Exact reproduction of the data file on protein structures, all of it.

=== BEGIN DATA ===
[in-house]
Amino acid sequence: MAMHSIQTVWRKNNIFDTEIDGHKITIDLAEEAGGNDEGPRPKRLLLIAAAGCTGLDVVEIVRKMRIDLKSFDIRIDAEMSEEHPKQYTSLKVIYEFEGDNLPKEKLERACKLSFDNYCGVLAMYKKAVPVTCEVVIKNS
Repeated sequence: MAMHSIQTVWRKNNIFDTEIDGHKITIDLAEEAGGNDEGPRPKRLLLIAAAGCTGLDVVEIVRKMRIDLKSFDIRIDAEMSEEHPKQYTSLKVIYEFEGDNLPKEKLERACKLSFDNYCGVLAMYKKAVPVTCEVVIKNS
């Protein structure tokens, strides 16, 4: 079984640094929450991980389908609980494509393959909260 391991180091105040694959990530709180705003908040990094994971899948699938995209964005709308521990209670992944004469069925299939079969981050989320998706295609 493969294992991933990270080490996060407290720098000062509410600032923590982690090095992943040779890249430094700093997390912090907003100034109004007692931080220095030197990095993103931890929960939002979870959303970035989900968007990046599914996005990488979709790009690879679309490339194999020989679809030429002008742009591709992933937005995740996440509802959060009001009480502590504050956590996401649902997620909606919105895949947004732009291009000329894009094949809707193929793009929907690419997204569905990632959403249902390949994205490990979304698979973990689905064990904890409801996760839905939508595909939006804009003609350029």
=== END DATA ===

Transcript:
[in-house]
Amino acid sequence: MAMHSIQTVWRKNNIFDTEIDGHKITIDLAEEAGGNDEGPRPKRLLLIAAAGCTGLDVVEIVRKMRIDLKSFDIRIDAEMSEEHPKQYTSLKVIYEFEGDNLPKEKLERACKLSFDNYCGVLAMYKKAVPVTCEVVIKNS
Repeated sequence: MAMHSIQTVWRKNNIFDTEIDGHKITIDLAEEAGGNDEGPRPKRLLLIAAAGCTGLDVVEIVRKMRIDLKSFDIRIDAEMSEEHPKQYTSLKVIYEFEGDNLPKEKLERACKLSFDNYCGVLAMYKKAVPVTCEVVIKNS
């Protein structure tokens, strides 16, 4: 079984640094929450991980389908609980494509393959909260 391991180091105040694959990530709180705003908040990094994971899948699938995209964005709308521990209670992944004469069925299939079969981050989320998706295609 493969294992991933990270080490996060407290720098000062509410600032923590982690090095992943040779890249430094700093997390912090907003100034109004007692931080220095030197990095993103931890929960939002979870959303970035989900968007990046599914996005990488979709790009690879679309490339194999020989679809030429002008742009591709992933937005995740996440509802959060009001009480502590504050956590996401649902997620909606919105895949947004732009291009000329894009094949809707193929793009929907690419997204569905990632959403249902390949994205490990979304698979973990689905064990904890409801996760839905939508595909939006804009003609350029």